• Ryan Smith, law-school dropout at the age of twenty-five returned the drive-in theater to Lubbock; in 1948, his maternal grandfather had opened a drive-in in Lubbock, also at the age of twenty-five.
  • Robert "Bob" Terry (born c. 1963), owner of Wild West Toys in Azle near the Tarrant/Parker county line, the last American manufacturer of the cap pistol. Terry also operates the website, Westerns on the Web.com .
  • Benito Trevino (born 1948), self-styled ethnobotanist and nursery operator in Starr County near Rio Grande City
  • Simon Vega, owner/operator of "Little Graceland" museum in Los Fresnos dedicated to his Army friend, Elvis Presley
  • Kees Maarten Verheul (born ca. 1936), owner of Aermotor Windmill Company of San Angelo, the last manufacturer of windmills in the United States
  • Lynda Watson, relocated thousands of prairie dogs from residential areas to mostly ranches, where the landowners are willing to accept the rodents.
  • Roddy Rawls Wiley (1924-2010), owned the Oakwood State Bank in Oakwood, the smallest bank in the United States
  • Bill Walter Worrell (born c. 1935), western artist and sculptor with studios in Santa Fe, New Mexico, and along the Llano River in Art, near Mason, Texas.[10] Worrell has erected a unique personal "cemetery" which he calls the "Garden of Thorns", where he "buries" with engraved white wooden crosses his "thorns in the flesh" as he encounters them, such as Fear, Blame, and Shame.[11]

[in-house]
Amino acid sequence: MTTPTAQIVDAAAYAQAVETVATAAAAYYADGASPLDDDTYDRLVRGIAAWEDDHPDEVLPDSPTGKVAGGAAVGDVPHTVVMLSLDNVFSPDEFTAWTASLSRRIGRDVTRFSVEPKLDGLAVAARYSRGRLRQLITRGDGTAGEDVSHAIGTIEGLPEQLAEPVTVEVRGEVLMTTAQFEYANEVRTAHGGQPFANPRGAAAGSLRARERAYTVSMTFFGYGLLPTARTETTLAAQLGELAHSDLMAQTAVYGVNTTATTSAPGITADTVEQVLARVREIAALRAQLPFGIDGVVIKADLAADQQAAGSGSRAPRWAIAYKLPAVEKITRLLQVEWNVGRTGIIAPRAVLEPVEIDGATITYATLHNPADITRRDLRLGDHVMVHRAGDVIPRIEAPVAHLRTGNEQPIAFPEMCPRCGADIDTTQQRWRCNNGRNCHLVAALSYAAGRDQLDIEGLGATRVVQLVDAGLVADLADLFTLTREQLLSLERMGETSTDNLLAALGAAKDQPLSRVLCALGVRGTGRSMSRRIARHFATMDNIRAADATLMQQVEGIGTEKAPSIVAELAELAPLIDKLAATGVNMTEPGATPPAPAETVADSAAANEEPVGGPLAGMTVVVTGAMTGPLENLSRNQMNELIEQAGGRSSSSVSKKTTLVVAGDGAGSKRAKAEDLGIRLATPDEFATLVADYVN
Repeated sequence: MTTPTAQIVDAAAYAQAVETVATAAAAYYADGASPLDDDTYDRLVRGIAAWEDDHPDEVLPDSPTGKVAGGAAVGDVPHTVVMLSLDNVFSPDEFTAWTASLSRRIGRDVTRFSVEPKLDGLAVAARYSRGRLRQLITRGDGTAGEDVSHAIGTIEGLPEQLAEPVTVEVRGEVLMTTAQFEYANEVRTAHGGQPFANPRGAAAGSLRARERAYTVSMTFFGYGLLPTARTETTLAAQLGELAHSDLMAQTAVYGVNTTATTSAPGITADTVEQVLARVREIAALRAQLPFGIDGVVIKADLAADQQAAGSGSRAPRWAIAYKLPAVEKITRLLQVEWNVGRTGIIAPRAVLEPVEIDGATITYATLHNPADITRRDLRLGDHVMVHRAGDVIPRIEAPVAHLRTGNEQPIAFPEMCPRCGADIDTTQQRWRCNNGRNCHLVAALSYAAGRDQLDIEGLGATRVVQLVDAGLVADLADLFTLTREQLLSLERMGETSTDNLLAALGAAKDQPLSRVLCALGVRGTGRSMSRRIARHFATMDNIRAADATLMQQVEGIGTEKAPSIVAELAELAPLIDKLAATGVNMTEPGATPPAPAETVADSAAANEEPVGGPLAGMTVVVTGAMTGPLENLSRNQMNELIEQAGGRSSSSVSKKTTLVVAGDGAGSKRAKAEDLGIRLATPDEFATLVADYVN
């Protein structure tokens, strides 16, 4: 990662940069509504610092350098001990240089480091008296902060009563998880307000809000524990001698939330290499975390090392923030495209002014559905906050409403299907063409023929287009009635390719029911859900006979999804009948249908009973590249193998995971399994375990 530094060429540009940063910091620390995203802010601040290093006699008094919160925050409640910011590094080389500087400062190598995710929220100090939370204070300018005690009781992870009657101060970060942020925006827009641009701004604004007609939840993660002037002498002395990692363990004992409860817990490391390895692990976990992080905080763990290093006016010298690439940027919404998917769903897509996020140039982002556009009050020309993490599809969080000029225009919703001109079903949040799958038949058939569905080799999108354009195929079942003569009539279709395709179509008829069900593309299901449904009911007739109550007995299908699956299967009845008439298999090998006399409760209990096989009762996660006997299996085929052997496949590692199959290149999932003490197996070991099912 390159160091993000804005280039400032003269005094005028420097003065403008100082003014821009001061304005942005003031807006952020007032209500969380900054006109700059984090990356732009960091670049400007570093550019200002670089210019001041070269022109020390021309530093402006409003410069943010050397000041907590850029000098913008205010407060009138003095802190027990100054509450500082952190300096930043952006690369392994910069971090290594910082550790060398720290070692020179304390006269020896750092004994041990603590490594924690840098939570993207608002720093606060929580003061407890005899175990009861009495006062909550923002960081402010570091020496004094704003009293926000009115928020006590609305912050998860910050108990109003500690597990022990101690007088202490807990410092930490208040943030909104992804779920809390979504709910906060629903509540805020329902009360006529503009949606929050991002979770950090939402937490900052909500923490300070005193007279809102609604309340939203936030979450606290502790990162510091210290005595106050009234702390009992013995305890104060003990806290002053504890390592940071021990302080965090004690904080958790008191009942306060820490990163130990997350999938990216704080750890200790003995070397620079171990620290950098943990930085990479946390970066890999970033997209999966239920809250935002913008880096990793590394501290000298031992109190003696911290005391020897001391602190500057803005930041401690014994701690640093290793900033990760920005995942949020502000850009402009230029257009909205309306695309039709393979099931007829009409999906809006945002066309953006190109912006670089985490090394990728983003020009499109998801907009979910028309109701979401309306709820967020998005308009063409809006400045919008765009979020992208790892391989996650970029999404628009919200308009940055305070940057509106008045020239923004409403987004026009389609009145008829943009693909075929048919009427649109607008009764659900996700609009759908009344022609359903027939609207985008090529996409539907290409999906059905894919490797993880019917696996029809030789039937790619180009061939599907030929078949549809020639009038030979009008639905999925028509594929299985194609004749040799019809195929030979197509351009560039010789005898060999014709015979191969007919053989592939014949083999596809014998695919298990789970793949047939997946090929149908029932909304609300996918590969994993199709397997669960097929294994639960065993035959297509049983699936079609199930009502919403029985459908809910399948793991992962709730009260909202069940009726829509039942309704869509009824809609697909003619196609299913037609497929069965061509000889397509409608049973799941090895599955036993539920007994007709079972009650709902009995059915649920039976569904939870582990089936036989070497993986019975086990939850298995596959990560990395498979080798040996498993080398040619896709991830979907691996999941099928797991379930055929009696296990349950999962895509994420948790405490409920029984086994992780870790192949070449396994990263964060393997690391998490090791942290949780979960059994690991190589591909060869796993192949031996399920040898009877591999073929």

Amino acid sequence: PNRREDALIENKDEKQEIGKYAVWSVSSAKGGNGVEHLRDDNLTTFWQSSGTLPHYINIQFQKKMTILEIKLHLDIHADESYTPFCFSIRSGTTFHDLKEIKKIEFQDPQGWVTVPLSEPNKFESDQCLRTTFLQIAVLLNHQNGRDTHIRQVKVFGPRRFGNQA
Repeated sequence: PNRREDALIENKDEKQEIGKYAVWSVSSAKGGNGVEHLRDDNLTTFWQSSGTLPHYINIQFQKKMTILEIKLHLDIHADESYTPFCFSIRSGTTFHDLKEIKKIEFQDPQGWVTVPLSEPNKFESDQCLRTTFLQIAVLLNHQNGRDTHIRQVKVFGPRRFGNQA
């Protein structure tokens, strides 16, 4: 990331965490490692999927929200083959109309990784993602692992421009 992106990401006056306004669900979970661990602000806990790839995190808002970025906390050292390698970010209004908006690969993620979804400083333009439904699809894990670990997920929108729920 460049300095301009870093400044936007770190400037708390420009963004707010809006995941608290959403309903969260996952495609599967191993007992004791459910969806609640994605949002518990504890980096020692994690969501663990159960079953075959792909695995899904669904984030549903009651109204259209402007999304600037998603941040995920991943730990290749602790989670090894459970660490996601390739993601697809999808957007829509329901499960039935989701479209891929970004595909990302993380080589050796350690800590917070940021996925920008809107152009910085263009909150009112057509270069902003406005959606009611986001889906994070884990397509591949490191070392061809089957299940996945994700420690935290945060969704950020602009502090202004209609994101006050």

• Steve Wynne, still repairs existing models and hand assembles a few DeLorean DMC-12s each year at his shop in Humble, Texas. The original company founded by John DeLorean closed in 1982.

Others[edit]

  • Big Country Athletic Hall of Fame, operated by veteran sports announcer Al Pickett in Abilene honors local and regional excellence at the high school and collegiate levels in football, baseball, basketball, and golf; featured on TCR the weekend of August 3, 2013.[12]